As a production manager, you'll make sure goods and services are produced safely, cost-effectively and on time and that they meet the required quality standards

The scope of the job depends on the nature of the production system. Many companies are involved in several types of production, adding to the complexity of the role. It's likely that you will be responsible for both human and material resources.

The job may also be referred to as operations manager.


As a production manager, you'll oversee the production process, coordinating all production activities and operations. You'll need to:

  • plan and draw up a production schedule
  • decide on and order the resources that are required and ensure stock levels remain adequate
  • select equipment and take responsibility for its maintenance
  • set the quality standards
  • ensure that the production will be cost effective by estimating costs and negotiating and agreeing budgets with both clients and managers
  • monitor the production processes and adjust schedules as needed
  • monitor productivity rates and product standards and implement quality control programmes
  • organise the repair of any damaged equipment
  • liaise with different departments, teams and companies, e.g. suppliers, managers, clients
  • ensure that health and safety guidelines are followed at all times
  • ensure customer orders are completed on time and to budget and that quality standards and targets are met
  • work with managers to implement the company's policies and goals
  • collate and analyse data, putting together production reports for both factory managers and customers
  • supervise and motivate a team of workers
  • review worker performance and identify training needs.

You'll be involved in the pre-production (planning) stage as well as the production (control and supervision) stage. A large part of the job is dealing with people and resource management.

You may also be involved with product design and purchasing. In some larger firms, planners, controllers and production engineers and supervisors will assist you. The role may be integrated with other functions, such as marketing, sales and finance.


  • Starting salaries within a trainee role may be around £25,000.
  • Experienced production managers can earn in the region of £35,000 to £45,000.
  • In more senior roles, depending on the level of responsibility, salaries are in the region of £40,000 to in excess of £60,000.

Salaries vary according to the size of the organisation, the type of business and its geographical location. Hi-tech companies tend to pay higher salaries than those in more traditional industries.

Additional benefits may include bonuses for productivity, as well as a pension and private health care.

Income figures are intended as a guide only.

Working hours

You can expect to work around 40 hours per week. The role may involve shift work and unsocial hours to make sure there's cover throughout the production process. Extended hours may be required to meet deadlines or to introduce new systems. You could be on call at weekends or public holidays to deal with problems.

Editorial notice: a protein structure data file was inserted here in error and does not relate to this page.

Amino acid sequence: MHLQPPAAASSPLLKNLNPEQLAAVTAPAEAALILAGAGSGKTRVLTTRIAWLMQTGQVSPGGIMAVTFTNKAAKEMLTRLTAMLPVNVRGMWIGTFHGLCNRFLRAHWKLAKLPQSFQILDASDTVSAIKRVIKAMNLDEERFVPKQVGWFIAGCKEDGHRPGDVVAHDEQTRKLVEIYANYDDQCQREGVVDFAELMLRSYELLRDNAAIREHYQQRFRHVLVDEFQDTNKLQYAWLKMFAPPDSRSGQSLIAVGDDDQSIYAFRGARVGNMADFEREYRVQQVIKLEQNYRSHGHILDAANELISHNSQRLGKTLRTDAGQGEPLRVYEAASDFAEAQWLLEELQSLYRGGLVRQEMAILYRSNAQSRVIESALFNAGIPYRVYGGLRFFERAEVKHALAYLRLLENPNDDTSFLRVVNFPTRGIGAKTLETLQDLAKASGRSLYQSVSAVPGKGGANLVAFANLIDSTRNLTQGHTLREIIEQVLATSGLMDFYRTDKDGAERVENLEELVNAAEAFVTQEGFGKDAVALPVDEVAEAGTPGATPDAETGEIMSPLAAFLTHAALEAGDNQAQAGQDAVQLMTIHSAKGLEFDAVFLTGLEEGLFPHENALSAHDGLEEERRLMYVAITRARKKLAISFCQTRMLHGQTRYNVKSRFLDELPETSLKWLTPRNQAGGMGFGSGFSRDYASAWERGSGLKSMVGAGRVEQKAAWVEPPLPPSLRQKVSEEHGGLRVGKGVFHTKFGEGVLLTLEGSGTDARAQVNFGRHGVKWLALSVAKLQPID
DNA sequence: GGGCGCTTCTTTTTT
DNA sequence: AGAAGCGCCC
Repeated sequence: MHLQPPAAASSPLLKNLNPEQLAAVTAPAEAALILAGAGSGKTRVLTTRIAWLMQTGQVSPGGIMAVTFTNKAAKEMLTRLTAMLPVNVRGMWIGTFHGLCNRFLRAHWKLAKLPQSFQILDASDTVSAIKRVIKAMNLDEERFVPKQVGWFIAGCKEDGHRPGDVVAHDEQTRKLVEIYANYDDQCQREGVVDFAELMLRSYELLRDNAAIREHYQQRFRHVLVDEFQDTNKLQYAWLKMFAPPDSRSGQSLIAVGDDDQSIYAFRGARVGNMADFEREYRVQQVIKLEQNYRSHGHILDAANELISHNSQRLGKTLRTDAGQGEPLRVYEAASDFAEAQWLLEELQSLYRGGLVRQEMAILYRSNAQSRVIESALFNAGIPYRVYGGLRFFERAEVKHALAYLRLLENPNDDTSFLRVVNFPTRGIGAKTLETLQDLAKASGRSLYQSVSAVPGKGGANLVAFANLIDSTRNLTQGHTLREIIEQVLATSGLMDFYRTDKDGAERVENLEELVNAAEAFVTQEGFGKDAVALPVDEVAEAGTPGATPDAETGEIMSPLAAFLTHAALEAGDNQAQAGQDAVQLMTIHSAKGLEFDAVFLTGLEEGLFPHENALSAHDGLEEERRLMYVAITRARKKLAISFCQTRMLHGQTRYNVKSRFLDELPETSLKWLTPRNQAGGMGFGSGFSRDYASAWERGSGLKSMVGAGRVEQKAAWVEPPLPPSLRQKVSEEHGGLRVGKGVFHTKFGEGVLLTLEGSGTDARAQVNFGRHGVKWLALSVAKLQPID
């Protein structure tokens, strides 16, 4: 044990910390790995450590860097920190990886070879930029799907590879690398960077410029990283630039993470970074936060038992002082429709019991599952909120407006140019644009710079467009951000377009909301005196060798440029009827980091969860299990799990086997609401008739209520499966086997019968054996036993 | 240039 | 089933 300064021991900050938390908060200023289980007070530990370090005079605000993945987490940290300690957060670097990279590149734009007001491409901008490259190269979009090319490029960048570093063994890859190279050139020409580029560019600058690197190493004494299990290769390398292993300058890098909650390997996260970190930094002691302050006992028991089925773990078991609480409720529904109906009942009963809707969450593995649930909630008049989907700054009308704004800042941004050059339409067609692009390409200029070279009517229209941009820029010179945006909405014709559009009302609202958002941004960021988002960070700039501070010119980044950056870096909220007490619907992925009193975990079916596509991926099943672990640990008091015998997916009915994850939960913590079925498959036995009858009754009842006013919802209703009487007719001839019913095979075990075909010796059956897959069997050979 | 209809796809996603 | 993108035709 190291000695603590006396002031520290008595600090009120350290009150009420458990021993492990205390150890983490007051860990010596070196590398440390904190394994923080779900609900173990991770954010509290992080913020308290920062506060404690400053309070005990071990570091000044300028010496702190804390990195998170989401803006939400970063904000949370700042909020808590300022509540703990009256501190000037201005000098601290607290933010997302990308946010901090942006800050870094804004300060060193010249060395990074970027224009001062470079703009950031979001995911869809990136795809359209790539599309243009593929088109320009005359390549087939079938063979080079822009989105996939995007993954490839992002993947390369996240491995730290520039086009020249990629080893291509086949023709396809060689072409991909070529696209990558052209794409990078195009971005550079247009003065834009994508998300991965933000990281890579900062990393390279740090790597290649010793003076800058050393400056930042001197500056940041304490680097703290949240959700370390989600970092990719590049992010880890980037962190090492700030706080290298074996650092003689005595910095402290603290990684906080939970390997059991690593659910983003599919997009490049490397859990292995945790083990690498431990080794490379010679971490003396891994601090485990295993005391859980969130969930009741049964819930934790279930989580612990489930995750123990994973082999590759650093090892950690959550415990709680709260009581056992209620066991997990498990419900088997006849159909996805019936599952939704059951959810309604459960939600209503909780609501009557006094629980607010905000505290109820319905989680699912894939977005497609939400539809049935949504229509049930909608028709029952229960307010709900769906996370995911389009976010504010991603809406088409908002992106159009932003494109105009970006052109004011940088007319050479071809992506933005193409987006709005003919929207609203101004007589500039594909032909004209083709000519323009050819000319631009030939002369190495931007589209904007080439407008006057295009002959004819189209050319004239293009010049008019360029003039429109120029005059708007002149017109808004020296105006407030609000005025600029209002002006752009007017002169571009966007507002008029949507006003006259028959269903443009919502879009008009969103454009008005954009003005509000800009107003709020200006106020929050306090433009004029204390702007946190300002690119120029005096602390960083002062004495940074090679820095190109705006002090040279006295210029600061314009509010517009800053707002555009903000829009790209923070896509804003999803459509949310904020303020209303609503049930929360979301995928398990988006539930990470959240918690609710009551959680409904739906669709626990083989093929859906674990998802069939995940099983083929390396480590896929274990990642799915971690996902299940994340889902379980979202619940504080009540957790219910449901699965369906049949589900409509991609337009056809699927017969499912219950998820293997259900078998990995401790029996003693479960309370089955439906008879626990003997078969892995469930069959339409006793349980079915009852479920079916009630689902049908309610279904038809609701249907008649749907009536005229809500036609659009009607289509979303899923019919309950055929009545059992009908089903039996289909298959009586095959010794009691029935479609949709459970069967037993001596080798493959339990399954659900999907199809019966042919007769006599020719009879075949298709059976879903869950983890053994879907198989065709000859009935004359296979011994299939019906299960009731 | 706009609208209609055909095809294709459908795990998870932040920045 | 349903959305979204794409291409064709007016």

What to expect

  • You may be based on one site but could also be responsible for operations in several locations, including sites abroad. In small enterprises you'll spend considerable amounts of time on the shop floor supervising staff.
  • Opportunities for self-employment are limited, but if you have considerable expertise in production management you may be engaged as a consultant to help businesses implement new manufacturing and production systems.
  • Dress code is usually business casual, but you'll need to dress more formally when meeting suppliers, managers or business people.
  • You may need to travel between sites during the day and spend time away from home.


A foundation degree, HND or degree in the following subjects may increase your chances of securing a job:

  • aerospace engineering
  • business or management
  • chemistry/chemical engineering
  • electrical and electronic engineering
  • food science and technology
  • materials science and technology
  • mechanical engineering
  • manufacturing engineering
  • physics
  • process engineering
  • transport, distribution or logistics.

Some employers may ask for a specific degree or background in, for example, food management, chemistry or engineering.

Some large companies have production or operations management graduate training schemes open to graduates with a range of degree subjects.

If you have an unrelated degree, it's still possible to become a production manager if you have sufficient motivation and a willingness to study for the relevant professional qualifications. You may also need to demonstrate that you have an interest and skills in the industry.

Entry without a degree or relevant qualification is possible in a more junior role, such as engineering technician or quality control officer. You may be able to work your way up to production manager by gaining experience and undertaking further training on the job.

A postgraduate degree isn't a requirement. However, postgraduate courses that include production and manufacturing management are offered at several universities. Search for postgraduate courses in manufacturing management.